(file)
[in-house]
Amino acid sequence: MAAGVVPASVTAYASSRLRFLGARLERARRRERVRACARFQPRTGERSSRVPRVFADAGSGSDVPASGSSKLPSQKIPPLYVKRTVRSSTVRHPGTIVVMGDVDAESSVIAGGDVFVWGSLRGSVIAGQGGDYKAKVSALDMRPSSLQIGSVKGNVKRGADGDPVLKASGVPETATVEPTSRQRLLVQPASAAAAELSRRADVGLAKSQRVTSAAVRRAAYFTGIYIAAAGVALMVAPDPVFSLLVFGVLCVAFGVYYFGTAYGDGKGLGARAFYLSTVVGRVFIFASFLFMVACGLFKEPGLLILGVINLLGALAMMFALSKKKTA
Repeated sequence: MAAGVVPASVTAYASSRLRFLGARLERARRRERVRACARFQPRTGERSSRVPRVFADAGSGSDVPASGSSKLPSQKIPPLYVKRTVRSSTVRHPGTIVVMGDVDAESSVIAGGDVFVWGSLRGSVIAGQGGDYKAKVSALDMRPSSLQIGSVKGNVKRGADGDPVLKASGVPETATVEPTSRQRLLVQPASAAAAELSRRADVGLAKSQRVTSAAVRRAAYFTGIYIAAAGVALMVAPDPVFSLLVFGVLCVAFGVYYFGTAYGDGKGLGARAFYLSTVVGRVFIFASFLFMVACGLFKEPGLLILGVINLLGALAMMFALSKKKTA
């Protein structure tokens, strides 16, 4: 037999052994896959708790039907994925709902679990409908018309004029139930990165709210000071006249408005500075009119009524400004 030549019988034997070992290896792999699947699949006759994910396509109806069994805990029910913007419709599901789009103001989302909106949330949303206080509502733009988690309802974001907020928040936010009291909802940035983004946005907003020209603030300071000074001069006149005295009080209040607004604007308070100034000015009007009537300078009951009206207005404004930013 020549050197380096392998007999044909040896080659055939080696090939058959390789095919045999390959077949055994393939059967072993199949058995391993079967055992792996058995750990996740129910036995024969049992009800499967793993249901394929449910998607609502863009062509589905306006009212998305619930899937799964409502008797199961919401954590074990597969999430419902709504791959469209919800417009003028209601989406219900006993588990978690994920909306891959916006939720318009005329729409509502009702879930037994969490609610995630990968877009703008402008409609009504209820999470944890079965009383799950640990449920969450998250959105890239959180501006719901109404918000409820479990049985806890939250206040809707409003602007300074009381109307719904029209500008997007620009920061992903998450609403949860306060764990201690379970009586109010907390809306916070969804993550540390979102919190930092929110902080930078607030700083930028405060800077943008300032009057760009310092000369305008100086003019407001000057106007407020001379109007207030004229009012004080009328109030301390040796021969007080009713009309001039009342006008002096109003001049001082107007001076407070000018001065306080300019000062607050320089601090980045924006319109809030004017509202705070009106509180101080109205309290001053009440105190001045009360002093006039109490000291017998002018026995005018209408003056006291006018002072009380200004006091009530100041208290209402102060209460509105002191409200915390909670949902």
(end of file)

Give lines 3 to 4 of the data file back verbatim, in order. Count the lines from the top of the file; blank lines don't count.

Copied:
Repeated sequence: MAAGVVPASVTAYASSRLRFLGARLERARRRERVRACARFQPRTGERSSRVPRVFADAGSGSDVPASGSSKLPSQKIPPLYVKRTVRSSTVRHPGTIVVMGDVDAESSVIAGGDVFVWGSLRGSVIAGQGGDYKAKVSALDMRPSSLQIGSVKGNVKRGADGDPVLKASGVPETATVEPTSRQRLLVQPASAAAAELSRRADVGLAKSQRVTSAAVRRAAYFTGIYIAAAGVALMVAPDPVFSLLVFGVLCVAFGVYYFGTAYGDGKGLGARAFYLSTVVGRVFIFASFLFMVACGLFKEPGLLILGVINLLGALAMMFALSKKKTA
């Protein structure tokens, strides 16, 4: 037999052994896959708790039907994925709902679990409908018309004029139930990165709210000071006249408005500075009119009524400004 030549019988034997070992290896792999699947699949006759994910396509109806069994805990029910913007419709599901789009103001989302909106949330949303206080509502733009988690309802974001907020928040936010009291909802940035983004946005907003020209603030300071000074001069006149005295009080209040607004604007308070100034000015009007009537300078009951009206207005404004930013 020549050197380096392998007999044909040896080659055939080696090939058959390789095919045999390959077949055994393939059967072993199949058995391993079967055992792996058995750990996740129910036995024969049992009800499967793993249901394929449910998607609502863009062509589905306006009212998305619930899937799964409502008797199961919401954590074990597969999430419902709504791959469209919800417009003028209601989406219900006993588990978690994920909306891959916006939720318009005329729409509502009702879930037994969490609610995630990968877009703008402008409609009504209820999470944890079965009383799950640990449920969450998250959105890239959180501006719901109404918000409820479990049985806890939250206040809707409003602007300074009381109307719904029209500008997007620009920061992903998450609403949860306060764990201690379970009586109010907390809306916070969804993550540390979102919190930092929110902080930078607030700083930028405060800077943008300032009057760009310092000369305008100086003019407001000057106007407020001379109007207030004229009012004080009328109030301390040796021969007080009713009309001039009342006008002096109003001049001082107007001076407070000018001065306080300019000062607050320089601090980045924006319109809030004017509202705070009106509180101080109205309290001053009440105190001045009360002093006039109490000291017998002018026995005018209408003056006291006018002072009380200004006091009530100041208290209402102060209460509105002191409200915390909670949902």